Bobsledders looking for housing 

National team members hoping to use home track advantage

Danaka Porter has an Olympic dream.

Formerly a varsity athlete in track and field, the Vancouver resident is now pursuing that dream as a member of Canada’s national bobsleigh team, which will have some members training at the Whistler Sliding Centre starting Jan. 18.

To meet that dream, she’s put two things on hold: an interdisciplinary studies degree at UBC, as well as a job as an auditor with PriceWaterhouse Coopers. It’s a big undertaking, but she has no regrets about training for a sport she only took up last September.

“I was kind of at the point where I don’t want to go back to school and I don’t want to work right now,” she said. “I was talking to one of my friends from the University of Alberta, Adam Rosenke, who’s actually on the World Cup team.

“He said, ‘why don’t you try bobsled!’”

Porter then called the national team coach, did two weeks of tryouts in which she did a lot of running, jumping and weightlifting, and about three weeks later found herself on the team.

To make the Olympics, she and approximately five other teammates want to get in some training time in Whistler. But the resort’s housing crunch is making that difficult.

All members of the national team have a place to stay for training, but Porter and some teammates want to be in Whistler right up until just before the Olympics.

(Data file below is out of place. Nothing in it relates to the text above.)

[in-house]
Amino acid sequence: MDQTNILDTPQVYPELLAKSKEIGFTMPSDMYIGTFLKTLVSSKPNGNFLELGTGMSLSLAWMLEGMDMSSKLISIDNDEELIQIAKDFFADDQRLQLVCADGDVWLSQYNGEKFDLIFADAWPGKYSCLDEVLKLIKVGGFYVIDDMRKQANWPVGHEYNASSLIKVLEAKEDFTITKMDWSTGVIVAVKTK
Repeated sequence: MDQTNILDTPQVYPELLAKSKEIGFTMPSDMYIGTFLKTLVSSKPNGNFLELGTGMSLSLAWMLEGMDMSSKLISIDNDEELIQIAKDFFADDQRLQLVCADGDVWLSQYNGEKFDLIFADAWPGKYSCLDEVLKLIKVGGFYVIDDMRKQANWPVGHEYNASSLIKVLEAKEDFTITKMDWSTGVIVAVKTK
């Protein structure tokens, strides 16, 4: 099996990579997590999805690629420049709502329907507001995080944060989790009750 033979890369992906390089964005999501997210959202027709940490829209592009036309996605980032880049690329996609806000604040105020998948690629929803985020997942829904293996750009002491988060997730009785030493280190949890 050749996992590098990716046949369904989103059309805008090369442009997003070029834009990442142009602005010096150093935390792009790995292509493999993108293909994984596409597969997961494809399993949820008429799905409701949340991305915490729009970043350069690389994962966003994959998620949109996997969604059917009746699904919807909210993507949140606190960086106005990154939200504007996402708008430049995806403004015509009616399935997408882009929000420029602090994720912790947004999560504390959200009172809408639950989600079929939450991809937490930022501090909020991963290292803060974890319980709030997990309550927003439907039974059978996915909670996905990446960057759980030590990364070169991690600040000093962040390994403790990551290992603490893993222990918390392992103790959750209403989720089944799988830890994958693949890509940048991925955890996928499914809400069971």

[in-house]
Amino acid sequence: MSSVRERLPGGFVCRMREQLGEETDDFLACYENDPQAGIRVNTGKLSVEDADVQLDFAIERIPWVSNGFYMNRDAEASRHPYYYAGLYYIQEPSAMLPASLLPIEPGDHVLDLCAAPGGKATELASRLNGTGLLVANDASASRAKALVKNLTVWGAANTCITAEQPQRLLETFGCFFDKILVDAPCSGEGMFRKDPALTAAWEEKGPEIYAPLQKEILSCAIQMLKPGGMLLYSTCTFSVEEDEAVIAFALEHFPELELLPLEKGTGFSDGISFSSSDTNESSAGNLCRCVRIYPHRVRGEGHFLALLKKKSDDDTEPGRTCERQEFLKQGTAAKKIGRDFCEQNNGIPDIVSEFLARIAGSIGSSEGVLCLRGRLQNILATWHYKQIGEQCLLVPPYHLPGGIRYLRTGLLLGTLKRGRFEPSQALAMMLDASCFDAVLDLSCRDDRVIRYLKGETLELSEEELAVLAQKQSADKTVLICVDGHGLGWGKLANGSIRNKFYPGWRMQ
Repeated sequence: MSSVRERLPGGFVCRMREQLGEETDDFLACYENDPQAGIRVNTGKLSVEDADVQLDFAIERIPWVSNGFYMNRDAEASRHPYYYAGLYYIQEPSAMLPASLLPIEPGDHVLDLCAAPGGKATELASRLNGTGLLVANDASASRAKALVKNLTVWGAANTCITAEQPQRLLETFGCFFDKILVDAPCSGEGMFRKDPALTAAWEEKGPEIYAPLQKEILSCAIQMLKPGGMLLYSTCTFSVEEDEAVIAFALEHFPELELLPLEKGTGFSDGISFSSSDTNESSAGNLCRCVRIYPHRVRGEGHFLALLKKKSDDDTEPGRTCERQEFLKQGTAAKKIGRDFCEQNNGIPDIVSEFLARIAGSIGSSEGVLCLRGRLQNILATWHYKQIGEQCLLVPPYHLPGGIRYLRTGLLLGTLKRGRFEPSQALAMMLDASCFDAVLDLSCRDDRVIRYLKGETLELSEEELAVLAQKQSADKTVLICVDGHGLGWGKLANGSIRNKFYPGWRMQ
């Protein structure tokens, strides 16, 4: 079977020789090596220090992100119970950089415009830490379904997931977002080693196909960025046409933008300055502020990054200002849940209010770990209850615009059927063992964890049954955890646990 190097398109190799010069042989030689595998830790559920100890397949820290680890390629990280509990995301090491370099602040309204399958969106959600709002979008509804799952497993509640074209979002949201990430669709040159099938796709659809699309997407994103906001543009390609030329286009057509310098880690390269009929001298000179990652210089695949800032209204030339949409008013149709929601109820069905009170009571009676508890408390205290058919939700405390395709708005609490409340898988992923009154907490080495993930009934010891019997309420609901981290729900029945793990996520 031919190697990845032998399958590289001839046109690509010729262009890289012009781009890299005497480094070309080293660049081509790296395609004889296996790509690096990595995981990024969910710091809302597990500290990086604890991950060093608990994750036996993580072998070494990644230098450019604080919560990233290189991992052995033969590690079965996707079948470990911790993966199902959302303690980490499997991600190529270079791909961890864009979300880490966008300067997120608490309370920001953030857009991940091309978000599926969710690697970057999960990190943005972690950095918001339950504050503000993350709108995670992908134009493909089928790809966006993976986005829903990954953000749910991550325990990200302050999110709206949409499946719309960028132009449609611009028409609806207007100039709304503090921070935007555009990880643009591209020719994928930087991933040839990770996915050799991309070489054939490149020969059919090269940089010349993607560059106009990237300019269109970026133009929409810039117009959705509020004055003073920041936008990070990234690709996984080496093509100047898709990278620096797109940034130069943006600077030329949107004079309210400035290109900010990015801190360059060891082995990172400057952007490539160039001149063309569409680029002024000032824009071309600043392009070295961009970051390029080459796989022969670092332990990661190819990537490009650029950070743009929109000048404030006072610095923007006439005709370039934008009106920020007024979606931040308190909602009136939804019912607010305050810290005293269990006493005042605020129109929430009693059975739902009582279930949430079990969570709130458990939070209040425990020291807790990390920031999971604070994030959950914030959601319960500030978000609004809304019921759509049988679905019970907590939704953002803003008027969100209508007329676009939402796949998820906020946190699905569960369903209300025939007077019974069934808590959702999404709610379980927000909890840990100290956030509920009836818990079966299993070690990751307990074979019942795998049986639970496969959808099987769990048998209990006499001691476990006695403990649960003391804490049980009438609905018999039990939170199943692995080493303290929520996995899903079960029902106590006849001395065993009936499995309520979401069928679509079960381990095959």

“Just for the training, to get on the course more,” she said. “It’s like a hometown advantage kind of, it’s just easier when you live there.

“We have to keep coming back to Whistler, there’s so many training camps here, it’d be nice to just not have to worry about driving out there from Calgary or flying in from Toronto.”

Searching for a home hasn’t been easy, as many people can appreciate. Porter and her teammates have checked ads in the papers and on Craigslist, but thus far they’re turning up dead ends. Some ads have turned out to be big houses they’d be sharing with a bunch of people they don’t know — not an ideal situation for Canada’s national bobsleigh team.

“It’s pretty much impossible for us to find housing, for all of us that tried,” she said. “You call and then you find out it’s in a six-bedroom house and you’re sharing with a whole bunch of other people, so it was a little bit frustrating and I’ve kind of given up.

“For the price I’m going to pay, I can get my own place in Vancouver versus a bedroom in a house with people I have no idea who they are.”

Whistler Mayor Ken Melamed was disappointed, but not surprised that Olympic hopefuls couldn’t find a place to live in town.

“We’ve been saying this for a year now, be very careful about waiting out and holding out for an expectation that may not arrive,” he said, addressing landlords within town.

“Maybe look for some ways to contribute to the success of the Games. This would be one of them. This would be absolutely fantastic if somebody from the community would be able to help out some of our national athletes.”

The bobsledders are looking for some kind of a house to live in, although they’re flexible, according to Porter.

“Just a house, kind of, I guess, or like a cabin, really anything,” she said.

The ones looking for housing are members of both the men’s and women’s teams. Currently they’re part of the “development” team that counts among its ranks some sledders who haven’t yet made the Olympic teams.

But they’re holding on to hope — especially Porter, who’s encouraged that the Olympic team could have a spot for her position, brake(wo)man.

“Obviously it’d be a dream come true,” Porter said. “It’s the Olympics in my own, not just home country, but home city, there’s a big driving force there.”

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